White House Office of Management and Budget Director Mick Mulvaney on Wednesday said that tax receipts were coming in “slower than expected” and that the federal government could run out of cash sooner than it had thought to pay its bills.
Mulvaney’s comments, which came during a House Budget Committee hearing, resurrected an issue that Congress has mostly ignored in recent months but will soon trigger tough political decisions.
The government runs a budget deficit because it spends more money than it brings in through revenue, and it borrows money to cover that difference by issuing debt. There is a legal limit, though, on how much debt the government can issue, and this limit must be raised by Congress.
In 2015, the Obama administration and Congress agreed to suspend the debt ceiling, but the extension expired in mid-March. Now the Treasury Department is taking emergency steps to suspend certain payments so that it can cover all of its bills, but it can only do this for a few more months.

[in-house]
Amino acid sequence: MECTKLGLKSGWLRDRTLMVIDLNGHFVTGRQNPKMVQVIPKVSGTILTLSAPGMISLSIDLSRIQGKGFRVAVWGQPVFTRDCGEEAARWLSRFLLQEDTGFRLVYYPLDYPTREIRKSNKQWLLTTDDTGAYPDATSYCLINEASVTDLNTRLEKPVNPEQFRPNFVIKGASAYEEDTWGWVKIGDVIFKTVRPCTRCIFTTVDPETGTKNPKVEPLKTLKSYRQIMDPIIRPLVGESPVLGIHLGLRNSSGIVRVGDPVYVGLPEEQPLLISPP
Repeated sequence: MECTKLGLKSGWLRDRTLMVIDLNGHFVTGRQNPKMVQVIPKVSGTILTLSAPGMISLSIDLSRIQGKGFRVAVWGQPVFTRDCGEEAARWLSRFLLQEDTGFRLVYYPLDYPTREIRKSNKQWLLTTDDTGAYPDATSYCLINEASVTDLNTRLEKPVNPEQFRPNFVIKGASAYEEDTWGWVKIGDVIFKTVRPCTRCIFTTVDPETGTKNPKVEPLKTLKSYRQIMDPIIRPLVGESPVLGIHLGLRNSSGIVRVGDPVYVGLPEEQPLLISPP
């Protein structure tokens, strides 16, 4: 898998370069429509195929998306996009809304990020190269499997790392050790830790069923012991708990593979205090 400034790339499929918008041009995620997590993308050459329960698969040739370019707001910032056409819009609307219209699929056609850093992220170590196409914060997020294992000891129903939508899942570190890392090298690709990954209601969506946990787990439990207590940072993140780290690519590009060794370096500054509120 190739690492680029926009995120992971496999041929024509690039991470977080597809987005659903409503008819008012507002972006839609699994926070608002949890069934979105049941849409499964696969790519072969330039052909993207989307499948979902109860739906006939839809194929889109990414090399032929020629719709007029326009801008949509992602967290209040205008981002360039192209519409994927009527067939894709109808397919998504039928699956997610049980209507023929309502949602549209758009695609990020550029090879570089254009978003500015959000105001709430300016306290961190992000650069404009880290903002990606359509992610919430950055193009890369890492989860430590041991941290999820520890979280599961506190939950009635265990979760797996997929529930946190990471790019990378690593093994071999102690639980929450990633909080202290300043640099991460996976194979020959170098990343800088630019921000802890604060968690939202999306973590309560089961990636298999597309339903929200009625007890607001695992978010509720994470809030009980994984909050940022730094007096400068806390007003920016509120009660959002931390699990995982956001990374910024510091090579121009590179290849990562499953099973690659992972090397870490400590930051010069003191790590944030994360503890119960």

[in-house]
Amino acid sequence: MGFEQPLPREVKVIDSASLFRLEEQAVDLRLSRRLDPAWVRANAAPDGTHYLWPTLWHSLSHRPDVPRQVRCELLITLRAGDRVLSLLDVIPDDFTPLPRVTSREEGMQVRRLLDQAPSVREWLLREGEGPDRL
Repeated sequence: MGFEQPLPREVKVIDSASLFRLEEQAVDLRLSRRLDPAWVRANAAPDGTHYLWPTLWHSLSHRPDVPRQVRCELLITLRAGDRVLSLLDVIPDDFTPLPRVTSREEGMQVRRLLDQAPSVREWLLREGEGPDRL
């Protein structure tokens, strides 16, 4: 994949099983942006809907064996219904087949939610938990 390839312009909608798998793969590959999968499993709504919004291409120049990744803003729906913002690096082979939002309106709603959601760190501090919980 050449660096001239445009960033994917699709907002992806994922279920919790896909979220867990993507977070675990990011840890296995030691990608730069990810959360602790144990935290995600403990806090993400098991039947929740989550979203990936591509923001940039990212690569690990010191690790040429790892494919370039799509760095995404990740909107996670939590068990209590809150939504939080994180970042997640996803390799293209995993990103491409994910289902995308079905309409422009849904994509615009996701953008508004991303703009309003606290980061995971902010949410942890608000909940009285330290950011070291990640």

The Bipartisan Policy Center, which analyzes federal receipts and spending, had estimated that the government had until November to address the debt ceiling issue, but it recently moved up its projection to Oct. 2 because tax receipts are coming in slower than expected and a huge federal payment is due that day.
Mulvaney and Treasury Secretary Steven Mnuchin met to discuss the debt ceiling on Tuesday, and are planning to meet with White House National Economic Council Director Gary Cohn when he returns from President Trump’s current foreign trip.
Mulvaney said that the White House did not have a “stated policy yet” on what Congress should do about the debt ceiling. Mnuchin has in the past urged Congress to raise or suspend the debt limit. Trump, before he became a presidential candidate, ridiculed lawmakers for raising the debt ceiling, and Mulvaney – when he was a member of Congress – has opposed efforts to increase the debt ceiling, saying then that Congress should do more to restrain government spending.
If tax receipts are coming in slower than expected, this could raise pressure on lawmakers to raise or suspend the debt ceiling by the August recess. These votes can be very politically unpopular, but many business groups have warned that failing to raise the debt ceiling could lead to a financial crisis, because the U.S. government might not have enough money to pay its bills.